Some tax breaks could be subject to community input
The Ulster County Industrial Development Agency board is considering a policy to seek input from affected municipalities before voting on tax breaks for student or senior citizen housing projects.
The policy proposal, discussed by the board at a Wednesday morning meeting, comes of the heels of the agency board and New Paltz officials differing sharply over tax incentives for the proposed Park Point student housing complex near SUNY New Paltz, a project that ultimately was withdrawn.
Board Chairman Michael Horodyski said the language in the proposed policy, which still is subject to a public hearing and a vote by the board, provides an “opportunity that you’re going to get some consideration to offset the cost of community services as opposed to getting a building, housing 400 students and no consideration.”
The proposal states the Industrial Development Agency will not set terms with a developer for a payment-in-lieu-of-taxes. or PILOT, agreement until “after seeking input from all affected taxing jurisdictions and the community where the project resides.”
Park Point, proposed by western New York developer Wilmorite, was to be built on 42 acres near the SUNY New Paltz campus and comprise 228 apartments for students and 30 units for college staff.
Town of New Paltz officials voted to allow the project — but only if it wasn’t granted a PILOT deal by the Industrial Development Agency. After the tax deal was granted, a court ruled the town had the right to block the project on those grounds.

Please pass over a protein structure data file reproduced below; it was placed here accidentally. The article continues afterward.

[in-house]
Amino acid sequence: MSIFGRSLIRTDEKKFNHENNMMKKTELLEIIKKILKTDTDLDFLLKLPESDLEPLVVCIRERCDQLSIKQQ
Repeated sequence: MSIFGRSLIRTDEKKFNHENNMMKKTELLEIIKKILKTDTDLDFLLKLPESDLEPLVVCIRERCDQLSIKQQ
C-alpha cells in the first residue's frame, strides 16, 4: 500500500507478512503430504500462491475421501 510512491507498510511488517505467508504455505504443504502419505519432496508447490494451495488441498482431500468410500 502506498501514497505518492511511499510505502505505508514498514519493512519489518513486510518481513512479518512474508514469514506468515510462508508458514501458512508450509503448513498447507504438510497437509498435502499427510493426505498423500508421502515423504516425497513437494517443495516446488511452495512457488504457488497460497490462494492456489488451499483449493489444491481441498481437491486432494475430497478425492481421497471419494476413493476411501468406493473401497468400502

Industrial Development Agency board member Randall Leverette expressed concern Wednesday about senior citizen housing and college apartments being grouped in the same policy.
“To me, there’s no comparison [between senior housing and] ... putting a dormitory on a tax-exempt property for students who are not going to be paying taxes [but] using services,” said Leverette, a New Paltz resident. “That’s the disconnect for me.”
Board member Michael Bernholz said the agency should do what it can to help SUNY New Paltz.
“We’re supposed to foster creation and attract new businesses,” he said. “... I look at the college as a very important business to Ulster County ... an economic engine. It’s one of the largest employers. So to me, that’s what we’re supposed to be doing, we’re supposed to help those employers and those entities stay in business and grow.”
Leverette responded that while SUNY New Paltz is a large employer, it “takes its toll on where I live.”
He also said senior housing is less likely to generate police calls that student housing.
A date and location for the public hearing on the proposed policy have not yet been set.